Handle delimiter in read message

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mike

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May 23, 2022, 2:09:48 AMMay 23
to
Hi,

We receive a message called "chunked message" in NETCONF.
Example:

final String MSG_REPLY = "#877\r\n"
+
"<rpc-reply message-id=\"1\" xmlns=\"urn:ietf:params:xml:ns:netconf:base:1.0\"><data xmlns=\"urn:ietf:params:xml:ns:netconf:base:1.0\"><netconf-server xmlns=\"urn:ietf:params:xml:ns:yang:ietf-netconf-server\"><listen><endpoint><name>default-ssh</name><ssh><tcp-server-parameters><local-address>0.0.0.0</local-address><keepalives><idle-time>1</idle-time><max-probes>10</max-probes><probe-interval>5</probe-interval></keepalives></tcp-server-parameters><ssh-server-parameters><server-identity><host-key><name>default-key</name><public-key><keystore-reference>genkey</keystore-reference></public-key></host-key></server-identity><client-authentication><supported-authentication-methods><publickey/><passsword/><other>interactive</other></supported-authentication-methods><users/></client-authentication></ssh-server-parameters></ssh></endpoint></listen></netconf-server></data></rpc-reply>\r\n"
+
"##\r\n";

I tried:

String newline = System.getProperty("line.separator");//make sure I get newline for platform.
return sb.toString().contains(newline + "##" + newline);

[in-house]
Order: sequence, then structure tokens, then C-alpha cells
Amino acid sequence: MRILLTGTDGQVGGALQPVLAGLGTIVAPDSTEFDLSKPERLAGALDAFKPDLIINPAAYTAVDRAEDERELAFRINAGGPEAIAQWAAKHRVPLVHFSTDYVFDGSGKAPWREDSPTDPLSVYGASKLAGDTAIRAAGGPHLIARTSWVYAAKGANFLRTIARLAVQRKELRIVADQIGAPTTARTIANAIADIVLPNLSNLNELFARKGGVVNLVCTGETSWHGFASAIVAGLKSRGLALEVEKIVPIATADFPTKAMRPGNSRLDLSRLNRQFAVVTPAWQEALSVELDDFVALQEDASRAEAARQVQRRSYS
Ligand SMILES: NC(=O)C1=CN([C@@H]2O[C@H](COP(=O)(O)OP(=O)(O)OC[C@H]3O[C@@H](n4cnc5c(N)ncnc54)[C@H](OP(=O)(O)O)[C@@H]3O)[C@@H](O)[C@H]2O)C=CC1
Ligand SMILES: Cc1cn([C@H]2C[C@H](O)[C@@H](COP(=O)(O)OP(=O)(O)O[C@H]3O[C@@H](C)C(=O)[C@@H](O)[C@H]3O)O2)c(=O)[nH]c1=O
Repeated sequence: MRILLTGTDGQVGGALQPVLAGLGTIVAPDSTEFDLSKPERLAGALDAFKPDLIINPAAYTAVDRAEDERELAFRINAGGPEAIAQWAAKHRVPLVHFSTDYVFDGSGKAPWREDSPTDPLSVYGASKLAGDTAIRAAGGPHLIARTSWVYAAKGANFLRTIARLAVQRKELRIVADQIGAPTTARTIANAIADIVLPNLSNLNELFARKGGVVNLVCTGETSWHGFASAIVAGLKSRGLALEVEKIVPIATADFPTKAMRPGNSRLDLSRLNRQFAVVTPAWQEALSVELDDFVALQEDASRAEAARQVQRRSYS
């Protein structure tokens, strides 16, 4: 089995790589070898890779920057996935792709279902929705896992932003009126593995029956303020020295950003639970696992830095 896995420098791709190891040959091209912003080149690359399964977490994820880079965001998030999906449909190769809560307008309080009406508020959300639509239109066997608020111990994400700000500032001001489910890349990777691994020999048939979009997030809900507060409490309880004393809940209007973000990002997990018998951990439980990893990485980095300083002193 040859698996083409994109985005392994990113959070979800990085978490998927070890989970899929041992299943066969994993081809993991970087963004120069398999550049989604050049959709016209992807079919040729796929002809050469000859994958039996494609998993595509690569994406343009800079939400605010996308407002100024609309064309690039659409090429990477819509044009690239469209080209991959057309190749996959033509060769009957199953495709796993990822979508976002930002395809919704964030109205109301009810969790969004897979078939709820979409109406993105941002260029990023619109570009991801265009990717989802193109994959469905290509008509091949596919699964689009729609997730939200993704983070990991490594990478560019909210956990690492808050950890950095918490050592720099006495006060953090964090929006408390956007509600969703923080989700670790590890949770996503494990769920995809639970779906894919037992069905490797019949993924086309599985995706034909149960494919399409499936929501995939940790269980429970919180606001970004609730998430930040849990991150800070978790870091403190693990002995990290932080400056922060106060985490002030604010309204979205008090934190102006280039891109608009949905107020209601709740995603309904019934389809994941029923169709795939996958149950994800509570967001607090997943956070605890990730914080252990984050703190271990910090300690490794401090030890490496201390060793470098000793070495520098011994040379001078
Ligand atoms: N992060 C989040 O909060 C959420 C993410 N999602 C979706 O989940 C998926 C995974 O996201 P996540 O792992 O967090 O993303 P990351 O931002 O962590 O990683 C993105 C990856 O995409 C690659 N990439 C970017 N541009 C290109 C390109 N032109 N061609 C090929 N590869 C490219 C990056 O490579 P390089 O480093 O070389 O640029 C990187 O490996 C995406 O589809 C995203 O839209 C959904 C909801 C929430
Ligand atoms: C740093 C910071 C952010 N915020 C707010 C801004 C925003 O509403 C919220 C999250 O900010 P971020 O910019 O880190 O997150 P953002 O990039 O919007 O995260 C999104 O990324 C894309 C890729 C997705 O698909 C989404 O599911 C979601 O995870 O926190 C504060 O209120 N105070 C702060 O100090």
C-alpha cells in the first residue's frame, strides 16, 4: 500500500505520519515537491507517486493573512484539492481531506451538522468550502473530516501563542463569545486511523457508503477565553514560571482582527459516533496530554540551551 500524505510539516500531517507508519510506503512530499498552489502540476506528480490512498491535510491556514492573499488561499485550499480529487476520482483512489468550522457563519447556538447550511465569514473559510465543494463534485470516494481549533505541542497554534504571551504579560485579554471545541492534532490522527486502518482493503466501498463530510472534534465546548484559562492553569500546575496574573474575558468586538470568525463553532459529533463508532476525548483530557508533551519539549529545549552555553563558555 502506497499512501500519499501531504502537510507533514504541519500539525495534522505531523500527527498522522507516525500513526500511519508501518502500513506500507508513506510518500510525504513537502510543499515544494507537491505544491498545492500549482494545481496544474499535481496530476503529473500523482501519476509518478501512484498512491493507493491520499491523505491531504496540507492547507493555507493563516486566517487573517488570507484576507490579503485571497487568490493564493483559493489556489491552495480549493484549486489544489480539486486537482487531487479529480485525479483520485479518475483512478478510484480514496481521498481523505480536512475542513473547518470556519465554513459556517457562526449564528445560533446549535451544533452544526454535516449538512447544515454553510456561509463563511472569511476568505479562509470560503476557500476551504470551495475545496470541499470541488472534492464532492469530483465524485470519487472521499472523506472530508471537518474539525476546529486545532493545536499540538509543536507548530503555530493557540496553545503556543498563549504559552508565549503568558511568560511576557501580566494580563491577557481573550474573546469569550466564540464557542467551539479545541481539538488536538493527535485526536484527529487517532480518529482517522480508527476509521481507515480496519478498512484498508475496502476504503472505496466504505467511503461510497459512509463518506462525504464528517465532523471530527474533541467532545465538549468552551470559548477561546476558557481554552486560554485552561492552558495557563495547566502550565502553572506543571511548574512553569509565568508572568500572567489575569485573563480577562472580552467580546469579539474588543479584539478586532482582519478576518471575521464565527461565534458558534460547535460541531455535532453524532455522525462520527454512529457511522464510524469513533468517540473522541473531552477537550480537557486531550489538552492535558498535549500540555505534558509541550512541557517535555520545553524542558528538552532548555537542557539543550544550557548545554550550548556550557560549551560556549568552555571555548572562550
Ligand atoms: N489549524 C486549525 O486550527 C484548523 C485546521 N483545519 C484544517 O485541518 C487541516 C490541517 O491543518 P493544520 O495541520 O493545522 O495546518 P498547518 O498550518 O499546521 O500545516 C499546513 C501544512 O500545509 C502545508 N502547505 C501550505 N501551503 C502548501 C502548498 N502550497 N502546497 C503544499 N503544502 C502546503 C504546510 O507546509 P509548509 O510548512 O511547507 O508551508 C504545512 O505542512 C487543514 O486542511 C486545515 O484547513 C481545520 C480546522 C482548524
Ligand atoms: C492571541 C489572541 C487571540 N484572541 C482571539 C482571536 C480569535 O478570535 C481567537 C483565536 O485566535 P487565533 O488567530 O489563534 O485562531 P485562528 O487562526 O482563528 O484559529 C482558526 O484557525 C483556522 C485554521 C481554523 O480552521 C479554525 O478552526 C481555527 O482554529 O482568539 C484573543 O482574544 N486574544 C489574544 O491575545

But it fails. Is it possible to check if the string ends with a regex pattern?

//mike

mike

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May 23, 2022, 5:32:07 AMMay 23
to
I even checked the ASCII in my buffer.

ASCII numbers is:

10 LF
35 #
35 #
10 LF

I changed my regexp:

sb.toString().matches("(?s).*\\r\\n|\\n##\\r\\n|\\n$")

but it still evaluates to false. I suspect it is DOT ALL that gives me the headache.

//mike

mike

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May 23, 2022, 6:00:06 AMMay 23
to
Even tried this to make sure I have only four last characters of my string.

String endofMsg = sb.toString().substring(sb.toString().length() - 4);

return endofMsg.matches("^\\r\\n|[\\n]##\\r\\n|[\\n]$");

mike

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May 23, 2022, 7:34:50 AMMay 23
to
I found out I can do:

String endofMsg = sb.toString().substring(sb.toString().length() - 6);
return endofMsg.matches("\\r\\n##\\r\\n|.*\\n##\\n$");

I had to use the last 6 characters since newline is different for each platform.

//mike

e.d.pro...@gmail.com

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May 23, 2022, 9:31:21 AMMay 23
to
> I found out I can do:
>
> String endofMsg = sb.toString().substring(sb.toString().length() - 6);
> return endofMsg.matches("\\r\\n##\\r\\n|.*\\n##\\n$");
>
> I had to use the last 6 characters since newline is different for each platform.
>
> //mike

I'm not clear what is the problem you're trying to solve, but System.getProperty("line.separator") is system dependent, so if you're running that on one system to get a value to use on a different system, your value will be wrong if the systems are different. *nix uses \n for linefeed, Windows uses \r\n , so you're checking for the presence of \n if you want to check for a linefeed.